The government collected £3.4bn of stamp duty from the London's homebuyers according to statistics released today.
The number represented 46 per cent of the total amount of stamp duty paid in the UK over the last year. And together with the rest of the south-east, together the two areas accounted for more than two-thirds of the money quaffed by the taxman.
A total of £80m was paid in stamp duty in relation to purchases of properties in Wales and £20m was in remitted to HM Revenue and Customs (HMRC) for Northern Ireland sales.
The national disparity is due to the fact that stamp duty is charged in bands depending on value of the property and many property sales outside of London fall below £125,000, a level at which the levy is not charged.
"This difference shows the contrasting conditions in the London housing market compared with the rest of the country," the government said in commentary to the data release.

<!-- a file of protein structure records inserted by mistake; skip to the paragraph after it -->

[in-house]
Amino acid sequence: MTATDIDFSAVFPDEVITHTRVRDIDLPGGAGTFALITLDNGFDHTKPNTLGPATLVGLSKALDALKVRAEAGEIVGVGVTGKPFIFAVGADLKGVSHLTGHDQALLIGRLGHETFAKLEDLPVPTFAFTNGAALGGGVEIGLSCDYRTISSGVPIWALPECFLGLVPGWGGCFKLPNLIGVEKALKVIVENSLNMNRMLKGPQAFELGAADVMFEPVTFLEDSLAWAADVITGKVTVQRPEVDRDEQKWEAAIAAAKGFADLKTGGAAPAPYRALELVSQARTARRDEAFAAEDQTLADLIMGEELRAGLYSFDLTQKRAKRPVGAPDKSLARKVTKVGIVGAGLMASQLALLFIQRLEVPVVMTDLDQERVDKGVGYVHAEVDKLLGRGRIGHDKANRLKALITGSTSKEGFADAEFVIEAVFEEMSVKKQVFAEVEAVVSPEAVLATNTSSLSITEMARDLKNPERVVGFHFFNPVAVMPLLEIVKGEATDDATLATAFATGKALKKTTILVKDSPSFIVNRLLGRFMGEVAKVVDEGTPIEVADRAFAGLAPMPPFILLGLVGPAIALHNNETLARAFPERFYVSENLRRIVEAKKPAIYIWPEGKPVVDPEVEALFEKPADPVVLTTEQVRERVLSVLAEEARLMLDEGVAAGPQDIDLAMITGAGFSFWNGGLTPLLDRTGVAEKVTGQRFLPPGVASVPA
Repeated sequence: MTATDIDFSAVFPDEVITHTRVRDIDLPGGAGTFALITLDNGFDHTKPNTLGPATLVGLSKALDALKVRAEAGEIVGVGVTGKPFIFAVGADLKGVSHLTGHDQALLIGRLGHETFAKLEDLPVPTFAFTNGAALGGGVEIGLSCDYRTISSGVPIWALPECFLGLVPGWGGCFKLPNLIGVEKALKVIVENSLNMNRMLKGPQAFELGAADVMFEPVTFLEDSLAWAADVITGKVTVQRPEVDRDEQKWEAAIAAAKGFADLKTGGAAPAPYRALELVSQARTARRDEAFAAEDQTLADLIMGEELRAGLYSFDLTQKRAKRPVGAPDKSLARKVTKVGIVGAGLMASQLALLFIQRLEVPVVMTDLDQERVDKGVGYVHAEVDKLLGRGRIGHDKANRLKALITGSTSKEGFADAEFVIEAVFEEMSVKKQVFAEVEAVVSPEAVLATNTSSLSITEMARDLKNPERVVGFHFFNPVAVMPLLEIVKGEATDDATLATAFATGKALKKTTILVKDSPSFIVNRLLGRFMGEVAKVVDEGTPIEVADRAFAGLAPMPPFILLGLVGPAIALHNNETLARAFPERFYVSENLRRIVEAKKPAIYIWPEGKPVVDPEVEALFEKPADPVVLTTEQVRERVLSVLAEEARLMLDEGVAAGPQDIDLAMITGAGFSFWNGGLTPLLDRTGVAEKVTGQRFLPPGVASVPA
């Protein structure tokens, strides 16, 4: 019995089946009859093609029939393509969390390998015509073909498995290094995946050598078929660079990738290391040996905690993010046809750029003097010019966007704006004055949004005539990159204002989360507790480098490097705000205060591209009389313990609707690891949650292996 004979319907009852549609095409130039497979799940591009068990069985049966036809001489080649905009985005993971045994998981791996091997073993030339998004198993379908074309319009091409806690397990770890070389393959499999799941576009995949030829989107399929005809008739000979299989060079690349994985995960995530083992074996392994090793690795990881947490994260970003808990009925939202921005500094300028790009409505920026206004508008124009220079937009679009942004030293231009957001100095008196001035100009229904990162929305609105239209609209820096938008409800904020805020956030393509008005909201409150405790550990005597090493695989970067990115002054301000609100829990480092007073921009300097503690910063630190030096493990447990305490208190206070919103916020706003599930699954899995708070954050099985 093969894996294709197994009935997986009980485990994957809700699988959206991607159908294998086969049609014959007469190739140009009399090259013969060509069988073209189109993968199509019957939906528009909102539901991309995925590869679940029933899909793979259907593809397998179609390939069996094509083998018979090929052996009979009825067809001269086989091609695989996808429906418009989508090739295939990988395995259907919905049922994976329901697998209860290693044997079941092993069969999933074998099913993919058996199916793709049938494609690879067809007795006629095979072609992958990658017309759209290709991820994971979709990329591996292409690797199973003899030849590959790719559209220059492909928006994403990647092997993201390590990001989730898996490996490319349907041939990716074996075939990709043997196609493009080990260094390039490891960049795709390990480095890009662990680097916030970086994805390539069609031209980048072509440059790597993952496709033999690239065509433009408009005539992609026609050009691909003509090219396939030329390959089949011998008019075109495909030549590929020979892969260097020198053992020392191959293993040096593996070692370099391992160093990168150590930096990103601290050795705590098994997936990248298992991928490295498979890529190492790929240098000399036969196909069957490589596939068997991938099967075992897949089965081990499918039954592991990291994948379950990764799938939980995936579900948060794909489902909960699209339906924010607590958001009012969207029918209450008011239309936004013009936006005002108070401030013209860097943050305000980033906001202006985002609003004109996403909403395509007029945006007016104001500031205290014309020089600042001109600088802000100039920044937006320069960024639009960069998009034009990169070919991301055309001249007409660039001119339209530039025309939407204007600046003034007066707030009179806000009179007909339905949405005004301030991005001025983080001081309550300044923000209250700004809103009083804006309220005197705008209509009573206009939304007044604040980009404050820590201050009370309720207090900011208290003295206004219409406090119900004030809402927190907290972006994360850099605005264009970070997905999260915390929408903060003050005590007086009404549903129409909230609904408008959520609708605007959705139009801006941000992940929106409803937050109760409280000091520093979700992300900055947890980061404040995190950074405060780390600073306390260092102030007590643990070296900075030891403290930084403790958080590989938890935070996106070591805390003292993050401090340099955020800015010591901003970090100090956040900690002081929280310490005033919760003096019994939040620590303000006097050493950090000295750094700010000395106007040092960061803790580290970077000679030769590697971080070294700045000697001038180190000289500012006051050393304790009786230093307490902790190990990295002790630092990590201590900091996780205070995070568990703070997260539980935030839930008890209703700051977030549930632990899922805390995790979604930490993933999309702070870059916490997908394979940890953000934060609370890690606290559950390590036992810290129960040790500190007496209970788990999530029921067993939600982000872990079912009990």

|Property value||Stamp duty rate|
|Up to £125,000||0 per cent|
|The next £125,000 (the portion from £125,001 to £250,000)||2 per cent|
|The next £675,000 (the portion from £250,001 to £925,000)||5 per cent|
|The next £575,000 (the portion from £925,001 to £1.5 million)||10 per cent|
|The remaining amount (the portion above £1.5 million)||12 per cent|
The former residential chairman of the Royal Institute of Chartered Surveyors, Jeremy Leaf, said that the statistics underlined the importance of London in generating tax revenues and warned that cooling house prices could have an adverse effect on the government's finances.
"When you look at the number of property transactions that occur in the capital and the amount of revenue generated you realise just how vital London is. The government should be careful about trying to reduce property prices and activity in the capital as it is the engine of the national economy," he said.